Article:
Starlink satellites use Hall-effect thrusters with krypton gas as the reaction mass for orbit raising and station-keeping. Krypton Hall thrusters tend to exhibit significantly higher erosion of the flow channel compared to a similar electric propulsion system operated with xenon, but at a lower propellant cost.
SpaceX is going to four shifts for faster construction of the fully reusable Super Heavy Starship.
SpaceX has submitted requests to add 30,000 satellites for Starlink 3.0. They had 20 filings to the ITU (International Telecommunications for 1,500 satellites apiece in various low Earth orbits. SpaceX had originally filed for an initial Starlink network of 4425 satellites. Once the first 1000 satellites are up they will be able to start operation.
Low Latency Corporate Business for Financial Exchanges and Stock Trading Firms
It is worth New York and Chicago $100 million per year to put a premium microwave data connection between the two cities. This shaves 5% of the latency time from pricing updates and order placement. This has a lot of value when a big stock starts making a rapid move up or down.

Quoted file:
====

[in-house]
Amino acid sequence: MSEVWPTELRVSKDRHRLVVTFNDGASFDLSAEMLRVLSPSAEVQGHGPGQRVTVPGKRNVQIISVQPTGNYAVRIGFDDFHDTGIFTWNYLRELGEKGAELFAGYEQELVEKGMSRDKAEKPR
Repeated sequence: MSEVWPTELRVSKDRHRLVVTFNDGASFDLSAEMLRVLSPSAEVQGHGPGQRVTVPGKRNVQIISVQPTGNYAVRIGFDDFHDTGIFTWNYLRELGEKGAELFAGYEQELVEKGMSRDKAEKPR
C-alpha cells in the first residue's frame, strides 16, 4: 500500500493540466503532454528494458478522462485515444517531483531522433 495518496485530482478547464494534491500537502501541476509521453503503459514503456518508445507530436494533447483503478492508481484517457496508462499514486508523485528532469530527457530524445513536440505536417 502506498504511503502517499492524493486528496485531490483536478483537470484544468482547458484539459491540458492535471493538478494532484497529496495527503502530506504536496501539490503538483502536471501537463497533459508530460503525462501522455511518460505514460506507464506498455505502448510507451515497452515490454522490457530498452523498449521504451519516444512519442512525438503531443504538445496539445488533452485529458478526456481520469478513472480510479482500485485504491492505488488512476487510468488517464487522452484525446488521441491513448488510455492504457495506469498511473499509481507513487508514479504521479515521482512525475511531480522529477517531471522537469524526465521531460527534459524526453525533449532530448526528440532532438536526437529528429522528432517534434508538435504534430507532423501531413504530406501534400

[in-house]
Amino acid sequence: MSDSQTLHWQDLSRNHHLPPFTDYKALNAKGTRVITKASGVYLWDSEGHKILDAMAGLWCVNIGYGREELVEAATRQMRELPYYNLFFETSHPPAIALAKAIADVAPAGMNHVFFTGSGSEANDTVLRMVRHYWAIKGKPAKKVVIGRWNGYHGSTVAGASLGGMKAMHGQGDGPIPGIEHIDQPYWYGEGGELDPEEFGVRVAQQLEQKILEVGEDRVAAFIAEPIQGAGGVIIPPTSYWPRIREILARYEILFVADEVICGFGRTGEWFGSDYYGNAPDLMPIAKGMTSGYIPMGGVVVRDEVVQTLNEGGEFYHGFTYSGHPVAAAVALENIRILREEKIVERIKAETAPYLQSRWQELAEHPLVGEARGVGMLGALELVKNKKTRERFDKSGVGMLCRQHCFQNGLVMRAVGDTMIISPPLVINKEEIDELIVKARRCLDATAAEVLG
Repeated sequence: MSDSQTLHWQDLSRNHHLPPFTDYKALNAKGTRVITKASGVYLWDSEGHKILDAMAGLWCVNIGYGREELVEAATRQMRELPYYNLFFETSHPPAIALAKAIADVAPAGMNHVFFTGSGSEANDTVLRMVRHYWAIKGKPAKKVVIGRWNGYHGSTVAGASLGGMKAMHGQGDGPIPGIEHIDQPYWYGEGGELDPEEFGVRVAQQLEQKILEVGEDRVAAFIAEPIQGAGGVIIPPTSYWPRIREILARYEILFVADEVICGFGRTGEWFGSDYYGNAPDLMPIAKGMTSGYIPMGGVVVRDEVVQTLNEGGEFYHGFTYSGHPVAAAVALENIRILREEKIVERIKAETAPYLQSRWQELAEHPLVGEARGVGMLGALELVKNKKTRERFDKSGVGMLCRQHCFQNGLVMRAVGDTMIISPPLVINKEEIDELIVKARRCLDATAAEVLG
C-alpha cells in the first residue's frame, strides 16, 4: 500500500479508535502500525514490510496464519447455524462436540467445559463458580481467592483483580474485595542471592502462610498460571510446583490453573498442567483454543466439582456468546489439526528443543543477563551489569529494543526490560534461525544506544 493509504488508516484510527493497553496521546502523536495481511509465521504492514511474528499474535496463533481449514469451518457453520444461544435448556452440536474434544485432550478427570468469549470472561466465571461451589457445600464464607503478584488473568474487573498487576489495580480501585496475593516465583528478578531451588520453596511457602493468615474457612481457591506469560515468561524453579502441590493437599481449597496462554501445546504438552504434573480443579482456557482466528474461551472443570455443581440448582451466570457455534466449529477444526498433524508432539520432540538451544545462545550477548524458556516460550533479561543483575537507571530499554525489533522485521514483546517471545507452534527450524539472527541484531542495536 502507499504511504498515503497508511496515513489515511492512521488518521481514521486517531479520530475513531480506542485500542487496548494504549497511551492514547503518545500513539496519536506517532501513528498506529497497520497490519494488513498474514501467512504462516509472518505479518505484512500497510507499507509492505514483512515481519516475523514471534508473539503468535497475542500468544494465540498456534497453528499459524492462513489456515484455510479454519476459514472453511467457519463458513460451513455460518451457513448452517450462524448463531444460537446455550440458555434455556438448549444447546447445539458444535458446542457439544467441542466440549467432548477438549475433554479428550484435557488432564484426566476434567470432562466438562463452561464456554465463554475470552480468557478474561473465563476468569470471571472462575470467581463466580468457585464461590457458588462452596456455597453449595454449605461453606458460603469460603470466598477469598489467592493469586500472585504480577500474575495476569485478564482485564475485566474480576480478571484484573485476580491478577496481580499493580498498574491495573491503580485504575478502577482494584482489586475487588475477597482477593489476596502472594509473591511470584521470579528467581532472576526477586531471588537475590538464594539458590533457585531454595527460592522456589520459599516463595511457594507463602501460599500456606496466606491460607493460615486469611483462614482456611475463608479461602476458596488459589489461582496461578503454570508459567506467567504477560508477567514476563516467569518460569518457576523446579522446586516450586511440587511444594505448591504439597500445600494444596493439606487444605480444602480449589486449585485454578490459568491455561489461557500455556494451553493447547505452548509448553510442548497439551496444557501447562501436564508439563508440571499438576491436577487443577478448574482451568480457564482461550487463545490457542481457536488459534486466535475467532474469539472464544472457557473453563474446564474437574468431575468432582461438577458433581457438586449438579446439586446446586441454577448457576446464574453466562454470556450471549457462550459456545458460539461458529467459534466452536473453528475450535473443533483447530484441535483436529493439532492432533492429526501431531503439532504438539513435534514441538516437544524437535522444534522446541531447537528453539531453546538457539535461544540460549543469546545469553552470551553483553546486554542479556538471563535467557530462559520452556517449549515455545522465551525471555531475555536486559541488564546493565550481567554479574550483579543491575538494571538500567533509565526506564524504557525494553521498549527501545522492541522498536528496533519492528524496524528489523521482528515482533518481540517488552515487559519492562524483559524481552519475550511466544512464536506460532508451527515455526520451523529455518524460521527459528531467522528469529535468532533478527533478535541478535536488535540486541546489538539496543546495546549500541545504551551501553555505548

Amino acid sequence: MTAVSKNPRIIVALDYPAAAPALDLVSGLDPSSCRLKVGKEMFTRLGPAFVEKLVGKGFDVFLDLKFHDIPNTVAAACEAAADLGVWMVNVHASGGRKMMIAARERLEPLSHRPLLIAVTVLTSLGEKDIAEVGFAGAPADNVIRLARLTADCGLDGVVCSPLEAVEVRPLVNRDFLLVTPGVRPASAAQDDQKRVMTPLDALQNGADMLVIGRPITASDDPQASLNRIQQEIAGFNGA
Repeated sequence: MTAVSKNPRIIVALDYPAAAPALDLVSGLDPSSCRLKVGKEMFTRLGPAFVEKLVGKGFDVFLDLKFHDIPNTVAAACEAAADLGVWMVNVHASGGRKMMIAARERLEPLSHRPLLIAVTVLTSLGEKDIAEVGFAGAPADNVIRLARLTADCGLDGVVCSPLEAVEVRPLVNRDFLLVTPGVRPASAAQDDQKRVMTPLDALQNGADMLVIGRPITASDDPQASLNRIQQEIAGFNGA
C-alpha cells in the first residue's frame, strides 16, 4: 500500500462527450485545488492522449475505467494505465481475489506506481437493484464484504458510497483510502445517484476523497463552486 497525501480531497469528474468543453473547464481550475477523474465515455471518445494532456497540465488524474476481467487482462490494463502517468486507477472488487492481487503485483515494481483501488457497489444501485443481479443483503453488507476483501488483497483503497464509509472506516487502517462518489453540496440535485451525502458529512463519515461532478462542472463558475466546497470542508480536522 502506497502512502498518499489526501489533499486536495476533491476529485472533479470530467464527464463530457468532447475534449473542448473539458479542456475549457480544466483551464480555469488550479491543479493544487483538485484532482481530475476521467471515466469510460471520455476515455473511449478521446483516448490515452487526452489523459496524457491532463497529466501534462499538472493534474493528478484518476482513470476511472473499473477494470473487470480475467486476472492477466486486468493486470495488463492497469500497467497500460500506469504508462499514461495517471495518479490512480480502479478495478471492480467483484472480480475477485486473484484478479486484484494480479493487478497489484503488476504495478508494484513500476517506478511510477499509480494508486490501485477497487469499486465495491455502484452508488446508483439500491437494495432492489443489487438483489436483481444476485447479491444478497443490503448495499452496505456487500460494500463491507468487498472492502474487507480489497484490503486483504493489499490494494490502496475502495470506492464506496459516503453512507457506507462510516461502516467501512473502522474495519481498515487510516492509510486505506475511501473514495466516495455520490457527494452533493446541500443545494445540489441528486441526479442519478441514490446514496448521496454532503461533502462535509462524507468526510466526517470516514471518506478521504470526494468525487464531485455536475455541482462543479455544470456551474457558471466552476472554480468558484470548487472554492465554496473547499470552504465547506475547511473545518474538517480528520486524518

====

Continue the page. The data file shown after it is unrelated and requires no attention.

Light travels about 50% faster in the vacuum of space than through a fiber. This would enable Starlink to provide lower latency than any ground-based fiber communication over distances greater than 2000 miles.
There would be 190 combinations of pairs of the top 20 financial cities. There are 435 combinations of pairs of the top 30 financial cities. If the top $100 million per year was paid by the top 20 cities, then this would be $19 billion per year. If the premium internet pairing for the connections to 21 to 30 was worth $10 million per year then this would be another $2.45 billion per year. Even with a half-price discount, the total would still be $10 billion per year.